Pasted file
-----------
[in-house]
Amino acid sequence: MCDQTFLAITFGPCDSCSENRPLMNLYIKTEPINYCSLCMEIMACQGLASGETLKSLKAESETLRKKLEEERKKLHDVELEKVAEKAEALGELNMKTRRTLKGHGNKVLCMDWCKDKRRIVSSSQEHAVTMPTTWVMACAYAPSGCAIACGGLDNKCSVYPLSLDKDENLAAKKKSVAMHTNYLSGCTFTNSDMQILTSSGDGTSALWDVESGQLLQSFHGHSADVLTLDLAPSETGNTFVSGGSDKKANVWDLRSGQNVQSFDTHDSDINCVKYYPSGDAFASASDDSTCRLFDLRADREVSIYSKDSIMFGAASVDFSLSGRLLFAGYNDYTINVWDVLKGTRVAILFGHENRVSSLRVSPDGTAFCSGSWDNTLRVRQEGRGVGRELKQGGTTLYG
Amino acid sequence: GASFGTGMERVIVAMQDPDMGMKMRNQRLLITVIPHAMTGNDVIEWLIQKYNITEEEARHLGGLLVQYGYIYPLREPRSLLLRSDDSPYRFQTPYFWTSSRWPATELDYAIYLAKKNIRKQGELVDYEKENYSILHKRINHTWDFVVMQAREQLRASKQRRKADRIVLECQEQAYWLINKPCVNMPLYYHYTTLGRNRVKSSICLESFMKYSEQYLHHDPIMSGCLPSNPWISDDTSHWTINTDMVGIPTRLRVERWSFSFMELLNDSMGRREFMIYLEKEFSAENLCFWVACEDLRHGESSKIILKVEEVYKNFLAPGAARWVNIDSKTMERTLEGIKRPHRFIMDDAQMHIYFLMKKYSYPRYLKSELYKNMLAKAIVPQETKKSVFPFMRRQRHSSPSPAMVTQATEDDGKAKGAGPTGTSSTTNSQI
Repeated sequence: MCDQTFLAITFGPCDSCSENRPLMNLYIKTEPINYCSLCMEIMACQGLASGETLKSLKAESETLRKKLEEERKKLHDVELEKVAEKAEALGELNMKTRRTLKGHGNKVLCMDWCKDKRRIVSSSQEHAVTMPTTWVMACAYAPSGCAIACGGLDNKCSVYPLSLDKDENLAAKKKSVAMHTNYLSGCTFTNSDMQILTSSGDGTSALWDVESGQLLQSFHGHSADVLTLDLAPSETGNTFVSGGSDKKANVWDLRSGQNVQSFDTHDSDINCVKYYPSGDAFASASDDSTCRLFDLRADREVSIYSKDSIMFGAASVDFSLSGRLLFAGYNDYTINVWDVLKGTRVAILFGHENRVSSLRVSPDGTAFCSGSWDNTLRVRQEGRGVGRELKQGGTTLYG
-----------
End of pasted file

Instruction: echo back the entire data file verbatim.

[in-house]
Amino acid sequence: MCDQTFLAITFGPCDSCSENRPLMNLYIKTEPINYCSLCMEIMACQGLASGETLKSLKAESETLRKKLEEERKKLHDVELEKVAEKAEALGELNMKTRRTLKGHGNKVLCMDWCKDKRRIVSSSQEHAVTMPTTWVMACAYAPSGCAIACGGLDNKCSVYPLSLDKDENLAAKKKSVAMHTNYLSGCTFTNSDMQILTSSGDGTSALWDVESGQLLQSFHGHSADVLTLDLAPSETGNTFVSGGSDKKANVWDLRSGQNVQSFDTHDSDINCVKYYPSGDAFASASDDSTCRLFDLRADREVSIYSKDSIMFGAASVDFSLSGRLLFAGYNDYTINVWDVLKGTRVAILFGHENRVSSLRVSPDGTAFCSGSWDNTLRVRQEGRGVGRELKQGGTTLYG
Amino acid sequence: GASFGTGMERVIVAMQDPDMGMKMRNQRLLITVIPHAMTGNDVIEWLIQKYNITEEEARHLGGLLVQYGYIYPLREPRSLLLRSDDSPYRFQTPYFWTSSRWPATELDYAIYLAKKNIRKQGELVDYEKENYSILHKRINHTWDFVVMQAREQLRASKQRRKADRIVLECQEQAYWLINKPCVNMPLYYHYTTLGRNRVKSSICLESFMKYSEQYLHHDPIMSGCLPSNPWISDDTSHWTINTDMVGIPTRLRVERWSFSFMELLNDSMGRREFMIYLEKEFSAENLCFWVACEDLRHGESSKIILKVEEVYKNFLAPGAARWVNIDSKTMERTLEGIKRPHRFIMDDAQMHIYFLMKKYSYPRYLKSELYKNMLAKAIVPQETKKSVFPFMRRQRHSSPSPAMVTQATEDDGKAKGAGPTGTSSTTNSQI
Repeated sequence: MCDQTFLAITFGPCDSCSENRPLMNLYIKTEPINYCSLCMEIMACQGLASGETLKSLKAESETLRKKLEEERKKLHDVELEKVAEKAEALGELNMKTRRTLKGHGNKVLCMDWCKDKRRIVSSSQEHAVTMPTTWVMACAYAPSGCAIACGGLDNKCSVYPLSLDKDENLAAKKKSVAMHTNYLSGCTFTNSDMQILTSSGDGTSALWDVESGQLLQSFHGHSADVLTLDLAPSETGNTFVSGGSDKKANVWDLRSGQNVQSFDTHDSDINCVKYYPSGDAFASASDDSTCRLFDLRADREVSIYSKDSIMFGAASVDFSLSGRLLFAGYNDYTINVWDVLKGTRVAILFGHENRVSSLRVSPDGTAFCSGSWDNTLRVRQEGRGVGRELKQGGTTLYG